It’s time for another national team break as the top four European hockey nations – Finland, Russia, Sweden, and the Czech Republic – play the second phase of the annual Euro Hockey Tour in Helsinki.
With the deadline to set Olympic rosters looming, the fall tournament is considered especially important for European-based players hoping to make the cut for their countries in Vancouver.
Team Finland head coach Jukka Jalonen called his team “the best Euro Hockey Tour team in my time,” when he unveiled the roster featuring such veterans as Ossi Vaananen, Ville Peltonen, Niko Kapanen, Tommi Santala and Lasse Kukkonen.
In Sweden, the roster spot that got most of the attention was the one left vacant, as head coach Bengt-Ake Gustafsson named only 22 players to the tournament, fueling speculations of a Peter Forsberg comeback. Two years ago, Forsberg was expected to make a comeback in this tournament, but he withdrew after the first practice because of his nagging ankle injury.
The average age of Team Sweden is 30, with 29-year-old Christian Backman coming in as the youngest. The oldest player on the team is Marcus Ragnarsson, at 38.
The Czech team includes former Detroit Red Wing Jiri Hudler, Pavel Brendl, who was the fourth overall selection in the 1999 NHL draft, and Tomas Rolinek. All in all, eight of the players come to the squad from the Kontinental League.
Russia’s head coach Vyacheslav Bykov will rely on his trusted players such as goaltender Alexander Eremenko, defensemen Ilya Nikulin and Dmitri Kalinin, and forwards Alexander Radulov, Viktor Kozlov and Oleg Saprykin.
MEANWHILE IN GERMANY
Peter Laviolette was named head coach of Team USA for this year’s Deutschland Cup, an international tournament that will see his team play against Slovakia, Switzerland and Germany Nov. 6-8. Ten players from the American team will come from the German DEL league, with a few additions from other European leagues.
There are four players on the American squad from the Finnish SM-liiga: Goaltender David Leggio and forward Mike Radja from TPS Turku, and defenseman Charlie Cook and forward Justin Morrison from Lukko Rauma, the team on top of the standings. Morrison is fourth in Finnish league scoring, with 18 points in 16 games.
The only American in the Swedish Elite League, Djurgarden’s defenseman Kyle Klubertanz, also got the call.
Former first overall NHL draft pick Alexandre Daigle has been investigating the Swiss doghouses recently. First he was traded from Davos to Fribourg (and then back), and now he’s been traded again, this time to Langnau, which is currently 10th in the standings.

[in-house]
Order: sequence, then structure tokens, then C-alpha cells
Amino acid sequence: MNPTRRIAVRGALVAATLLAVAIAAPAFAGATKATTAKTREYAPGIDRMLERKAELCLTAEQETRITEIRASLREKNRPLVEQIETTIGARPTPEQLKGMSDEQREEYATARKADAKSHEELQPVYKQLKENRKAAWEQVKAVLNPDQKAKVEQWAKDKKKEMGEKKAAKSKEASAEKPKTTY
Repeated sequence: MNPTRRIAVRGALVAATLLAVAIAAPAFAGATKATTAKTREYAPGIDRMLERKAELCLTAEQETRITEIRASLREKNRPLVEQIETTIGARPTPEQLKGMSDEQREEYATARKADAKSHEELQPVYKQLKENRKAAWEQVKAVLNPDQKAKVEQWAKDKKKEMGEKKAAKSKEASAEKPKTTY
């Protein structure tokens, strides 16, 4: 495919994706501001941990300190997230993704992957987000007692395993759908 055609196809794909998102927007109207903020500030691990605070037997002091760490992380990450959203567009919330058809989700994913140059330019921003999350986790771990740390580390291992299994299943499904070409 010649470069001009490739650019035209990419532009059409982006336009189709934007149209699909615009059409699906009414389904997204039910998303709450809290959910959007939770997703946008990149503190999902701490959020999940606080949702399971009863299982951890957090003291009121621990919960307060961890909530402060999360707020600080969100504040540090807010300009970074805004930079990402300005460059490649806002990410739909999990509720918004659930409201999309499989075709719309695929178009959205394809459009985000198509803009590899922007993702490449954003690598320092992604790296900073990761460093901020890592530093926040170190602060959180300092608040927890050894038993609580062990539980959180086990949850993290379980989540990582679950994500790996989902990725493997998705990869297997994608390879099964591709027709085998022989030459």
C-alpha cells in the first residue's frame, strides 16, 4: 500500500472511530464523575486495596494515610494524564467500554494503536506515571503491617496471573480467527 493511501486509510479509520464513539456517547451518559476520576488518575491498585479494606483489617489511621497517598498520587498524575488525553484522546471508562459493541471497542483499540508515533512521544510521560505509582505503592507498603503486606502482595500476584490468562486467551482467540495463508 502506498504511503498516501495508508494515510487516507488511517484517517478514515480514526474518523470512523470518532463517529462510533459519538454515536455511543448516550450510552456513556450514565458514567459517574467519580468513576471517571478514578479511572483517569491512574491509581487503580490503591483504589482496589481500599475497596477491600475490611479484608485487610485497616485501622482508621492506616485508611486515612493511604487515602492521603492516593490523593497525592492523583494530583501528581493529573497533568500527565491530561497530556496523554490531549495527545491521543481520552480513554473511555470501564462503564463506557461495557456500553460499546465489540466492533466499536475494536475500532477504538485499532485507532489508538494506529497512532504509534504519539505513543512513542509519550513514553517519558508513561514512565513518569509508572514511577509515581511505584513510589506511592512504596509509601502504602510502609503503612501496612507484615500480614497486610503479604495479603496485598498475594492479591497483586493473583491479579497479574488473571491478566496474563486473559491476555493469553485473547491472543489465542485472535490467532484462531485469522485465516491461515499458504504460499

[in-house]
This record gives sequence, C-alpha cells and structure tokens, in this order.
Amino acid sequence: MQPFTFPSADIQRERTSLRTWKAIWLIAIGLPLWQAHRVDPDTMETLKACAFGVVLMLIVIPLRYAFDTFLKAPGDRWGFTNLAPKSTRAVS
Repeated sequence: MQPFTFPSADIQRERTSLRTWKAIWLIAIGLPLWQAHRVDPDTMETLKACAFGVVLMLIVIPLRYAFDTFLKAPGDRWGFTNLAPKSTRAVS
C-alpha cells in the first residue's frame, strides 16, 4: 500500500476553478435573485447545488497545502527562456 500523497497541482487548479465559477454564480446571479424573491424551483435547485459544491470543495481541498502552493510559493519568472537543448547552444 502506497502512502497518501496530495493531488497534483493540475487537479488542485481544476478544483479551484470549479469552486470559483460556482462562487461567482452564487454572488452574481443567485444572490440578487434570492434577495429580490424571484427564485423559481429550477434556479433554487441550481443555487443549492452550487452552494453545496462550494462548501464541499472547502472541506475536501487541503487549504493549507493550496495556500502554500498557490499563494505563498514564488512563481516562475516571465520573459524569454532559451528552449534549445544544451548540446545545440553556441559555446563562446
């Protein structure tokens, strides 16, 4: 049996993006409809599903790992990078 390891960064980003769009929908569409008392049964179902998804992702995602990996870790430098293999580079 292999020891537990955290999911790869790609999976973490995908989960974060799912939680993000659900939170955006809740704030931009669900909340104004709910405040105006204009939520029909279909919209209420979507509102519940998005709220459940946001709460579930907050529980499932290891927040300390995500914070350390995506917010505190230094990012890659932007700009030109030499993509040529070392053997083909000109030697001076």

Daigle has six points in six games this season.
He’ll debut on his new team Friday, just as the hockey gods would want it, against Davos.
LITHUANIA EYES A KHL TEAM
A couple of weeks ago, KHL teams SKA St. Petersburg and Ak Bars Kazan played a regular season game in Vilnius, the capital of Lithuania. The game prompted interest in the league and a local consortium led by Vetra, a local sports club, is now looking into adding a team in the Baltic country.
According to the KHL, the Lithuanians have approached the league to see what criteria they would have to meet to get a team and to put together a concrete proposal. Last season, the KHL played two games in Espoo, Finland, but the response was lukewarm at best, attracting less than 3,000 spectators.
LADA IN TROUBLE
The financial crisis has hit the KHL as well. Last week, the league announced it had adopted measures to support Lada Togliatti, a team struggling with its finances, sending $580,000 (US) their way for operating expenses.
THE KID CAN PLAY
Teenage phenom Mikael Granlund played his first SM-liiga game last season. Then he got tangled up in a contract dispute with Oulu Karpat, left the team, and signed with Helsinki IFK, before coming back to Karpat for the junior playoffs. He also, unforgettably, set the Under-18 World Championship on fire with his linemates, Teemu Pulkkinen and Toni Rajala, as the three combined for 45 points in six games.
So, the expectations were high this season for the 17-year-old kid, but Granlund has more than met them. He’s currently fifth in league scoring, leading his team with five goals and 13 assists in 16 games, playing about 16 minutes a game.
HOME SWEET HOME
The last time Farjestad had lost a game in their home rink, Lofbergs Lila Arena in Karlstad, Sweden, was on Dec. 11, 2008 when HV71 beat them 3-2. Farjestad went on to win 24 consecutive games at home, en route to the 2009 SEL championship.
But the streak ended when Lulea robbed Farjestad of a win in overtime on Oct. 24. In their next game at home, Farjestad tied Frolunda Indians 1-1 (and there’s no shootout after an overtime in Sweden).
With one streak broken, the team now hopes to keep another one alive: Farjestad still hasn’t lost a home game in regulation time in almost 11 months.
There’s always something.
Eye on Europe will be featured on THN.com every Friday throughout the season. Risto Pakarinen is a Finnish freelance writer, based in Stockholm, Sweden who also writes for NHL.com and IIHF.com. When not writing about European hockey on THN, he’s probably writing about hockey at ristopakarinen.com/hockey as Puckarinen.
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